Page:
It's a totally artificial arrangement, but the economics make it self-fulfilling.
I'm 46. I don't think of myself as old (that is until I learn that many of the peopleI work with are closer in age to my children than me — but that's neither here or there).
I believe there is more a "fear" of ageism versus and actual problem with ageism. We all fear that will be judged, not based on our talent or experience, but on things we are not able to change. And that can and does happen, but I don't believe it's systemic (though I don't have anything other than anecdotal evidence).
The most experience I have related to "ageism" is related to "costs", because experience almost always equals expense. Companies that are more interested in saving money than in paying for talent, it's not ageism, it's shortsighted stupidity. The best teams are the teams with diversity (in age, gender, ethnicity, ability, experience, expertise, etc).
I've been in design for 25 years. I'm in the position now of hiring and leading and growing other designers. Age has never been something I've thought about — I'm more likely not to hire someone because of their personality and attitude (willingness to learn and collaborate) than their age. And as I've seen written, ageism does cut both ways.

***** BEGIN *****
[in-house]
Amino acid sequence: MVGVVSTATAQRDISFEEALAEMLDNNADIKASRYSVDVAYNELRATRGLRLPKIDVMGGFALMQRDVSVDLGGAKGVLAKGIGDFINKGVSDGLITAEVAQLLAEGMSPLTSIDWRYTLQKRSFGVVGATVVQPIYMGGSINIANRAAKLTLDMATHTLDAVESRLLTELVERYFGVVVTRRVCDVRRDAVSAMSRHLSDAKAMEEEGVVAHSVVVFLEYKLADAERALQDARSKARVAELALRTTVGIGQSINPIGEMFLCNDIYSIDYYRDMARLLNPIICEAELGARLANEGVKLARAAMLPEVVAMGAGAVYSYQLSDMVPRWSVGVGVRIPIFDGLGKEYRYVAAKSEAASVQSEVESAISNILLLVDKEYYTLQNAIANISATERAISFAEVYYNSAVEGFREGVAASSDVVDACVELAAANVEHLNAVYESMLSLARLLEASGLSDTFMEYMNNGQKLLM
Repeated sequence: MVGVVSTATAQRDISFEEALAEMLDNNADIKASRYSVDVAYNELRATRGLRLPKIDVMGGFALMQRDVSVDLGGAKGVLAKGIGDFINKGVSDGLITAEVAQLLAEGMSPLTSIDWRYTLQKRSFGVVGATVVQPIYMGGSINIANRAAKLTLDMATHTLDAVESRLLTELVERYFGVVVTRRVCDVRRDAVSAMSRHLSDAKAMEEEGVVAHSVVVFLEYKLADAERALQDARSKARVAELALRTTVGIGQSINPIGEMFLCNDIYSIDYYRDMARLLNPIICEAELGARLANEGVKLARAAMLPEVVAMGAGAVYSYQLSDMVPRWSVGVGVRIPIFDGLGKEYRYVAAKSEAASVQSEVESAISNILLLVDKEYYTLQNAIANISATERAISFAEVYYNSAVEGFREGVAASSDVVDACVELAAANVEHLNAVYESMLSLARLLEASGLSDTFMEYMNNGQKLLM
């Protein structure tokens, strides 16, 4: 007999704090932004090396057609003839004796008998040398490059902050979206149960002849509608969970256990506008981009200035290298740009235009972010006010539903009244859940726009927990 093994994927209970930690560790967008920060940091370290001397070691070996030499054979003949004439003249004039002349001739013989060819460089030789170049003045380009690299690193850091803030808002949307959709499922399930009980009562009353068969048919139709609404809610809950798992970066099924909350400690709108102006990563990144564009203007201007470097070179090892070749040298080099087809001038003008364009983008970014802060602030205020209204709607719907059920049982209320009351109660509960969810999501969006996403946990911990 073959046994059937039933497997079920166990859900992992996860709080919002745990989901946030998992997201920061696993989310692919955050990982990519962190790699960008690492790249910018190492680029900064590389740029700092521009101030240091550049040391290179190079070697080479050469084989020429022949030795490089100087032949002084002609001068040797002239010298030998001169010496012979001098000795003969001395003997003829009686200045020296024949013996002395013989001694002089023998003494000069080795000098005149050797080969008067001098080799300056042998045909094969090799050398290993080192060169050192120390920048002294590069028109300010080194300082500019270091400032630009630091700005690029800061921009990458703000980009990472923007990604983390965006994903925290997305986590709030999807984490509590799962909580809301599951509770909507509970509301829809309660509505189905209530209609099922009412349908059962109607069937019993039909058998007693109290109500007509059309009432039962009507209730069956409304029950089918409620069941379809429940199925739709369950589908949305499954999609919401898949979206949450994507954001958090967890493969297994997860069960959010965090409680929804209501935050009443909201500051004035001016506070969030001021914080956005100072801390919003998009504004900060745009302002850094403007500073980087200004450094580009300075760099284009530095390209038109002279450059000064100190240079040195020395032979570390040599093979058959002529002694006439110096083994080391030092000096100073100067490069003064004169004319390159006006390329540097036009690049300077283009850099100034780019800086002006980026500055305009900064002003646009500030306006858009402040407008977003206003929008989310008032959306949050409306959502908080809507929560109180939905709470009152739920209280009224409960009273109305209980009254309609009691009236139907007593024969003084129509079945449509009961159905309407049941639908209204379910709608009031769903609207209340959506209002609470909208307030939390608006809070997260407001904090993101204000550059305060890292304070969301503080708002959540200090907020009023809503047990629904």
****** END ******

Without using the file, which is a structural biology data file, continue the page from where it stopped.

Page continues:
There are far too many words that need, at the very least clarification, and at the most consensus. What is "older"? When you're 36? 38? 45? 56? What is "better"? Better in creativity? Design solutions? Effectiveness? Leadership? Patience? What is "younger"? 21? 29? 35? Without having any sort of commonly understood definition of what any of that means, there can never be any worthwhile discussion.
I'm not here to agree or disagree with this article, but the whole thing is purely opinion and anecdotal, it would be great if the author backed up his claims with some scientific studies.
for example he states:
"Older people are generally more patient and diligent than younger people."
Okay, how do you know this, was there a study done? Or is this just some bias that we accept as true?
I got better headings for that article
'Some people are older than others. OMG How come?'
'I got a raise recently because I got old'
'Please clap my article, I need to show something on my CV'
'Ppl with years of experience are better than non-experienced younglings.'
"Without good communication skills, you can’t truly call yourself a designer"
You can call yourself whatever you like, but that does not mean we should take your word for it, right? It's more of a "show, don't tell" situation...
I'm confused, are you agreeing with the notion that communication skills is needed before you are a designer?
If I show you I can design, but whilst doing so communicate badly I'm a designer or not?
Designing is a form of communication.
I'm discussing the statement made in the article. Which I believed was an odd point made in a paragraph that can be summed up by "design is primarily a job of talking to people".